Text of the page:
||© Nathan Mandell
Cassandra Pulley ' 76
leadership demands social responsibility, say Kellogg experts
by Ed Finkel
that pay attention to the "triple bottom line" of financial,
social and environmental outcomes come out ahead in all three
areas, said panelists at the Kellogg School's Innovating
Social Change Conference, held Oct. 5 at the James L.
All sectors, organizations
and individuals have a social responsibility that flows from
individual values and personal integrity, said Cassandra Pulley
'76, vice president of corporate responsibility for Sara Lee
Corp. and president of the Sara Lee Foundation.
begins with the individual," Pulley said "No code of conduct
... will ensure that people do the right thing."
that it is difficult to think about social responsibility
during trying economic times because "a social investment
is a long-term outcome," she said. But "short-term focus is
part of what's wrong with corporate America right now."
Paul Dolan, partner
with the Mendocino Wine Co., presented his longer-term focus
as the morning keynote speaker. Dolan discovered he could
produce a better-tasting wine without using chemicals - a
process that is also environmentally friendlier.
"We can't treat
the Earth as our superstore or the forests as our lumber yard."
Experts on a panel
titled "Does Responsibility Lead to Profitability?" discussed
how they had become more socially aware.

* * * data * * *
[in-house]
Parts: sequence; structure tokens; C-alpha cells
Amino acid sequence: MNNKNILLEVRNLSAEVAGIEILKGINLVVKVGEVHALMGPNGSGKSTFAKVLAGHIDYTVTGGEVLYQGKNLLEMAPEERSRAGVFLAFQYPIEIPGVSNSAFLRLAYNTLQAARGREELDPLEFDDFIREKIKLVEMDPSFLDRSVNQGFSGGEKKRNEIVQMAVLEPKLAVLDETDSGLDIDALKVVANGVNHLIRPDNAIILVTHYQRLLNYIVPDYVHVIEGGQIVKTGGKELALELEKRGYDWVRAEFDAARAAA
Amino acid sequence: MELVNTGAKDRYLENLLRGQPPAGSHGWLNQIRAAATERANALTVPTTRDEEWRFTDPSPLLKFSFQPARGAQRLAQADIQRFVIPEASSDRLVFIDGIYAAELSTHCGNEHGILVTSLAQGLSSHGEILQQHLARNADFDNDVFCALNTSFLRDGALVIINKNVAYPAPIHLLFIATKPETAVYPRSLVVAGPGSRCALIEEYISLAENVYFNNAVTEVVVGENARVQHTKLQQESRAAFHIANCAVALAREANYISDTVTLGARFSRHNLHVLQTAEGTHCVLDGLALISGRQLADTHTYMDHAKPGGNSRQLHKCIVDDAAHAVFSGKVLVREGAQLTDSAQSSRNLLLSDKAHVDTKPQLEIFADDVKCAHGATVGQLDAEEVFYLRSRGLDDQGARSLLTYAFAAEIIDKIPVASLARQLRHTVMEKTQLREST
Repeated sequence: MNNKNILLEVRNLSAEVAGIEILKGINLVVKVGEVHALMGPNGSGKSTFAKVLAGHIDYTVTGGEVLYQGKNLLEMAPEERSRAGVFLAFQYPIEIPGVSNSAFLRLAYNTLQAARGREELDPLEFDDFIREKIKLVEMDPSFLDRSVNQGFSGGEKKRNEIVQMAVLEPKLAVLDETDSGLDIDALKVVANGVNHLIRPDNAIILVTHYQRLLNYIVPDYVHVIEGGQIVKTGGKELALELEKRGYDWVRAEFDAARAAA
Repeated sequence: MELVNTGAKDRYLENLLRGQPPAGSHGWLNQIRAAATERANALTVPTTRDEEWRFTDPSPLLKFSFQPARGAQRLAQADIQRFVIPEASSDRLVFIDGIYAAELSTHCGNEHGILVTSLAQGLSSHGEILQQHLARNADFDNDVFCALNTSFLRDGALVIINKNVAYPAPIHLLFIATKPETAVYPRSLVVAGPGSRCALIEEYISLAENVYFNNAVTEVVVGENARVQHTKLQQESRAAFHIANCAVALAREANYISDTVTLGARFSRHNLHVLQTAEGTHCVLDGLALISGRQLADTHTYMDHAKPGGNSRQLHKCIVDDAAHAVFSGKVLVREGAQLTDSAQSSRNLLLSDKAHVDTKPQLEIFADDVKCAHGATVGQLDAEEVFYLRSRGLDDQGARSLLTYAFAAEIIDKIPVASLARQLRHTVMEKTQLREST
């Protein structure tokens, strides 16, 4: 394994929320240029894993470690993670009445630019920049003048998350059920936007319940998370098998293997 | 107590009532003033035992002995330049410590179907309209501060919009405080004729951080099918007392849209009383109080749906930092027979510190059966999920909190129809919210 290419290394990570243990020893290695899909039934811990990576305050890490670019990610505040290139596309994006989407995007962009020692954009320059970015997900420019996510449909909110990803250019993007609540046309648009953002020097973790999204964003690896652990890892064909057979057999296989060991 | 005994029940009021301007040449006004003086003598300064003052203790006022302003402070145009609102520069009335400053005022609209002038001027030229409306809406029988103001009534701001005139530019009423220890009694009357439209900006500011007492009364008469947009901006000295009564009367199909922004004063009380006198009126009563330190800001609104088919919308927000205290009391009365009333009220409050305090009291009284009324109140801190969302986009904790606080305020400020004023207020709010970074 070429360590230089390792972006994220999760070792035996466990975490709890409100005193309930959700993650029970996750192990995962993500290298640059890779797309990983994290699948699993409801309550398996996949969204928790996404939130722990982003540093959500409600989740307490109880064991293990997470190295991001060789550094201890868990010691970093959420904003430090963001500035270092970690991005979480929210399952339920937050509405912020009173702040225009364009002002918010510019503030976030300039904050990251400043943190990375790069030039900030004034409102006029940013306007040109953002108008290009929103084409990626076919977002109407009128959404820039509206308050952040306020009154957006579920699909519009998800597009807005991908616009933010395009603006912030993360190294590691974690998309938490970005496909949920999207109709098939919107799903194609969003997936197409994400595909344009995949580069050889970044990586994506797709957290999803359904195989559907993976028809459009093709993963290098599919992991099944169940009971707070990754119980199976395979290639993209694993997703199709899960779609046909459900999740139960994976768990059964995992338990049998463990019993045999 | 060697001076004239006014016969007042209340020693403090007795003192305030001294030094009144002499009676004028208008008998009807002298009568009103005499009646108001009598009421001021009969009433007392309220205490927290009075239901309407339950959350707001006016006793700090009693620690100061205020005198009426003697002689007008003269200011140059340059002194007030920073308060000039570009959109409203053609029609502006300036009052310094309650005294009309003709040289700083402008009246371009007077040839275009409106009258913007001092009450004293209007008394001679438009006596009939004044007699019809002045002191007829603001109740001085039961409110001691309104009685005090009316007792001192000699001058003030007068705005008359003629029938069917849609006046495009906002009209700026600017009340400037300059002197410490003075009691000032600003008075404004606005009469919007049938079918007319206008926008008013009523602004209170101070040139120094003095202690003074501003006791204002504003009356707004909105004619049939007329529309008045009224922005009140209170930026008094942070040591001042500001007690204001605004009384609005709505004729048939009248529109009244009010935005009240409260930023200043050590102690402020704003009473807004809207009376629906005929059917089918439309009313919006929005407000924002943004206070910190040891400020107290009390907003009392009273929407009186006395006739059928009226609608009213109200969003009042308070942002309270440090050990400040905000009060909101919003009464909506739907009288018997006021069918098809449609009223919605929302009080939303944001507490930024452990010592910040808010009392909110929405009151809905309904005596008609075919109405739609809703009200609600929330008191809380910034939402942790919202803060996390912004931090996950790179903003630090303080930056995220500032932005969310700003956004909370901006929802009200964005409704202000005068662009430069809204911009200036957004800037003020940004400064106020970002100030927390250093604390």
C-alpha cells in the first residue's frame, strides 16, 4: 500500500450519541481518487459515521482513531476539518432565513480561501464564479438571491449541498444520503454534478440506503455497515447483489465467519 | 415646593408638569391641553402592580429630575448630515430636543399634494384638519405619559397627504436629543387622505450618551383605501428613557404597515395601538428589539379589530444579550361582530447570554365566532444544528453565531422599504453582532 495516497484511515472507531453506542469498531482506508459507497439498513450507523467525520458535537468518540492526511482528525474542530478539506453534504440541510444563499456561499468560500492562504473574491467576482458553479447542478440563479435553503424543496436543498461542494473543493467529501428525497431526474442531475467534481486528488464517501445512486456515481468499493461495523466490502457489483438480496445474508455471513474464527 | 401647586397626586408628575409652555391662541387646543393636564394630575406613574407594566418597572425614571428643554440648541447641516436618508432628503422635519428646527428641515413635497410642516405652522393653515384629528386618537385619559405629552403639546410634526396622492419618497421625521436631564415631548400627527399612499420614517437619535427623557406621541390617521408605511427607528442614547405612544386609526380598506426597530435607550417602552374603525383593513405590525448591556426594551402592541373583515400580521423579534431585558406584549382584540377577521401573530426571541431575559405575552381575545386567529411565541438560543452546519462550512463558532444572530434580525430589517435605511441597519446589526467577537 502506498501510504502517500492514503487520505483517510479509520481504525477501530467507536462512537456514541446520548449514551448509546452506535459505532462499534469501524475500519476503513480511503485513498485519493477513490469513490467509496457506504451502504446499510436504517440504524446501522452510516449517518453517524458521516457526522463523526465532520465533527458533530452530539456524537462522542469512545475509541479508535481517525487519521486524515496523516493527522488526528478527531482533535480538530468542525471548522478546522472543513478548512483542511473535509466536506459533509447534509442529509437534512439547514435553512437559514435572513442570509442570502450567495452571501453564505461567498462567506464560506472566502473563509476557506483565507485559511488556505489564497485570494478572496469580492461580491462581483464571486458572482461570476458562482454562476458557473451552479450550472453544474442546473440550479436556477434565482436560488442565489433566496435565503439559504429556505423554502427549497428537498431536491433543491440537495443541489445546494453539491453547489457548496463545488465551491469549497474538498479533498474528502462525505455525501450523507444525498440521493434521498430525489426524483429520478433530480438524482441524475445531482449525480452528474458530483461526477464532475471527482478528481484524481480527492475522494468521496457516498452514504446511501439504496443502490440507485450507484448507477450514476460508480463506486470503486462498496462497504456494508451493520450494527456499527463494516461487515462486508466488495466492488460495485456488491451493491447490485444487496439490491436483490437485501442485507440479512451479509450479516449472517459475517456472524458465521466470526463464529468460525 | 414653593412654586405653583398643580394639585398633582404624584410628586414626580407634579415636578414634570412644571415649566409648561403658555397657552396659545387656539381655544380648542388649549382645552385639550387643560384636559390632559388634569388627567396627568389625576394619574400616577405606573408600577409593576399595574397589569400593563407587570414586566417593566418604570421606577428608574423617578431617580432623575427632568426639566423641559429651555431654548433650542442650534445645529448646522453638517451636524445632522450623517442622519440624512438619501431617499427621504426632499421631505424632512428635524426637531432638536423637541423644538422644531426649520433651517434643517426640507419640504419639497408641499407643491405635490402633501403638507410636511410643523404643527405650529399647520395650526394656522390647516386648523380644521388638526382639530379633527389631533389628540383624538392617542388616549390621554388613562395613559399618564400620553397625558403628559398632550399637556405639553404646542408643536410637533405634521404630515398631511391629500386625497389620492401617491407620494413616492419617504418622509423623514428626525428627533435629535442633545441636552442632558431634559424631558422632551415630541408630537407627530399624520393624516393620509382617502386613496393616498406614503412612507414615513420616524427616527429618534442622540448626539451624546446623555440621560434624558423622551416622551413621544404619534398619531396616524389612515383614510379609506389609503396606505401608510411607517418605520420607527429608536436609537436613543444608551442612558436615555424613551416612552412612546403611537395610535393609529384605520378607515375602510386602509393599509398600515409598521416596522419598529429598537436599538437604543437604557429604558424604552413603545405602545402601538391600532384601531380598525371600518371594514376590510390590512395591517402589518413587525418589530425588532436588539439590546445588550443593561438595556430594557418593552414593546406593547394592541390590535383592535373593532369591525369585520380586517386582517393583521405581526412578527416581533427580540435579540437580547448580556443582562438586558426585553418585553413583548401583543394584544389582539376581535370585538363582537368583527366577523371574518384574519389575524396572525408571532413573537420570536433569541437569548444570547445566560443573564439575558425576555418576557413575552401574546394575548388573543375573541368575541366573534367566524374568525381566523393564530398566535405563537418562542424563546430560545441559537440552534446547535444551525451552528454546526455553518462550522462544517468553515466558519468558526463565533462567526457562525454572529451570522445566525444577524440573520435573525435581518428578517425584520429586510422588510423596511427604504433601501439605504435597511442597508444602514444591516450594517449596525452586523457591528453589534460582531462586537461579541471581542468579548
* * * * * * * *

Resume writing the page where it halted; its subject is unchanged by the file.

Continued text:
senior program manager for global care initiatives at Abbott
Laboratories, travels throughout Africa to assist children
orphaned by HIV/AIDS. He believes such initiatives, and the
opportunities for employees to participate in them, help the
company's recruiting and retention efforts. "People want to
know the company they're working for is doing the right thing,"
the first publicly traded company to provide health insurance
to part-time workers, said Sue Mecklenberg, vice president
of business practices and corporate social responsibility
at the coffee retailer. As a result, her firm has enjoyed
less employee turnover, lower training costs and greater morale,
must provide incentives to make corporate social responsibility
a priority, said Joyce LaValle, senior vice president of human
services for Interface Flooring Systems. "Now, we're more
oriented toward cost-cutting," she said. "We don't count the